Fast forward to the early 2000s in a landscape where financial markets soared and easy money was on hand, Phuket’s holiday home property market burst wide-open. But, as early buyers mostly ended users or those looking at a later retirement or second home, the millennium brought in the speculators.
Again, nothing new here and you can look at most leisure real estate destinations when they go mainstream and one key learning from watching these markets rise and fall is that once volume-driven supply comes into the market, every manner of investment scheme comes out. And, so it did. While the island paused during the Global Financial Crisis (GFC) of 2008, there were failed projects in Phuket and a marked number of developer defaults that can best be remembered by a few remaining mid-rise vacant structures as you drive around coastal highways and byways.
Memory is a funny thing and people tend to forget quickly. With Asia leading the world in recovery after the GFC, a rising consumer class and developing mass markets in China and Russia drove tourism numbers up, up, and away. Suddenly tourism was the golden goose and everyone wanted in, at any cost. And that cost, become a commodity, going lower and lower as numbers grew.
For developers, the easy sell was small, smaller, and smallest units. With a recipe of low entry pricing points, they often compared their projects to nearby hotels where occupancy soared. Though in reality, despite the facilities, aspect, and quality having little in common, buyers leap headfirst into the dream. What sealed the deal was guaranteed returns of eight, nine, or ten percent. With bank interest rates going down, unrealistic expectations took over as the value proposition was hard to ignore.
With prime land plots in Phuket at a premium, or high barriers to entry, a new breed of condo-hotel developer gravitated to less prime inland areas but all the while touting their products were in line with the best resorts and endless returns. The island’s traditional hotel pipeline also soared as local and foreign investors wanted in on the party that wouldn’t end.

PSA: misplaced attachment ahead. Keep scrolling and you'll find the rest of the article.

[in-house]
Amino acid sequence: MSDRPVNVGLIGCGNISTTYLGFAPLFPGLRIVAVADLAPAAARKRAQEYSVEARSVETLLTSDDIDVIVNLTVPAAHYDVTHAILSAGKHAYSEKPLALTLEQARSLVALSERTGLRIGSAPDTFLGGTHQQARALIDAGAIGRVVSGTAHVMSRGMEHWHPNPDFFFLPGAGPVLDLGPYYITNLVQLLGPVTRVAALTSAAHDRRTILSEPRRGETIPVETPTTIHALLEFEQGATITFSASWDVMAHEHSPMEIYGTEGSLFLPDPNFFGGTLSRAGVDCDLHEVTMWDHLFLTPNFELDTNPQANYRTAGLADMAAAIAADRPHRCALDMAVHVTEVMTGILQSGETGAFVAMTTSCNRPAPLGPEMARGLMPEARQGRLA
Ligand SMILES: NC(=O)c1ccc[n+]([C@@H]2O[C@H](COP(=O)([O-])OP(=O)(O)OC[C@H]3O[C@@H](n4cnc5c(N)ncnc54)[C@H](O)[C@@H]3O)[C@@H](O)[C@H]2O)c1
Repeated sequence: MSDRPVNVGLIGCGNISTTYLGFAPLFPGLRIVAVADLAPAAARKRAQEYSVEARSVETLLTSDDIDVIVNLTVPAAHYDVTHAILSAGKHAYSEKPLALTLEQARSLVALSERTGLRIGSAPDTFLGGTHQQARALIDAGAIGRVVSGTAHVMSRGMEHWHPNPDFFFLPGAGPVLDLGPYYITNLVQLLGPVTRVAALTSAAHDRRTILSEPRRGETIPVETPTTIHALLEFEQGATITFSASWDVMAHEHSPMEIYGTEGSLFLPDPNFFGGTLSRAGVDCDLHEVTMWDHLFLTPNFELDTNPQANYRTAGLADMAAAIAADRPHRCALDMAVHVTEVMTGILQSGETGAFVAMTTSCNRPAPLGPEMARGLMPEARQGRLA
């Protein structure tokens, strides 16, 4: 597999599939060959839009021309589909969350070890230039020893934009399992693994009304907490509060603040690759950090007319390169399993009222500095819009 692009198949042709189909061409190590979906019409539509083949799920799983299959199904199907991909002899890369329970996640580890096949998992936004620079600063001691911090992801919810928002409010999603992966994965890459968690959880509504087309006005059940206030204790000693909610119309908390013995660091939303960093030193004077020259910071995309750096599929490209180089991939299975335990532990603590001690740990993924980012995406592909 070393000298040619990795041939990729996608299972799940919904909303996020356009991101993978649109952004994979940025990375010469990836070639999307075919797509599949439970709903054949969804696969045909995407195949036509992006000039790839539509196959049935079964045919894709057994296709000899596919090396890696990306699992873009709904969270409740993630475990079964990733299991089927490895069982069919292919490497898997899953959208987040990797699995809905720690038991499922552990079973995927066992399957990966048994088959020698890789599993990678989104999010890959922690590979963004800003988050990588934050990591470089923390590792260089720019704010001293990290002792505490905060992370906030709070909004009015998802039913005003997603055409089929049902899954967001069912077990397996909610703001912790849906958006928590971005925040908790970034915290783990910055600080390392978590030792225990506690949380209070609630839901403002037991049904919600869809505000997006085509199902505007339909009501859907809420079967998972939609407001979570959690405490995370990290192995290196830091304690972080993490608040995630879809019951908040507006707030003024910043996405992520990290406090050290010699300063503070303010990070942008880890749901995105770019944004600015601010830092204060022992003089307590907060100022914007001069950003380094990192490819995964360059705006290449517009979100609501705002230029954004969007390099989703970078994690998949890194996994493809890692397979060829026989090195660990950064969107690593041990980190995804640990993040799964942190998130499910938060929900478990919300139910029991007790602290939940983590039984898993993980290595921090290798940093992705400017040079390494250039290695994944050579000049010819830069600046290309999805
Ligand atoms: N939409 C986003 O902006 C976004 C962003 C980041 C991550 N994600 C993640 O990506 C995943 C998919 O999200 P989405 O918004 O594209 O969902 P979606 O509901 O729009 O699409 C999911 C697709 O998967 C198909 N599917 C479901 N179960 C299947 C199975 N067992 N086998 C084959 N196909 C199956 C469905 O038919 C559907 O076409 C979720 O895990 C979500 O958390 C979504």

Then came the pandemic. The unthinkable happened. Tourism forgot their bulletproof vest and COVID-19 was a shot to the heart.
Today, the ghosts of the broken dreams of property buyers should haunt Phuket’s real estate industry and usher in a new era of responsibility. I have covered the real estate market for over twenty years and still get the messages from buyers before the GFC who still wonder, have they lost it all, is there any hope? Tragically, in most cases, there is absolutely no hope. The money is lost forever.
The message here is about the need for transparency, responsible brokering, more legislation, and a way forward for property buyers’ rights in cases of default. Much of this is why due diligence is needed and more education for buyers. A follow-up piece is coming shortly addressing guaranteed return hotel schemes and the basic areas that need to be looked at before buying so stay tuned.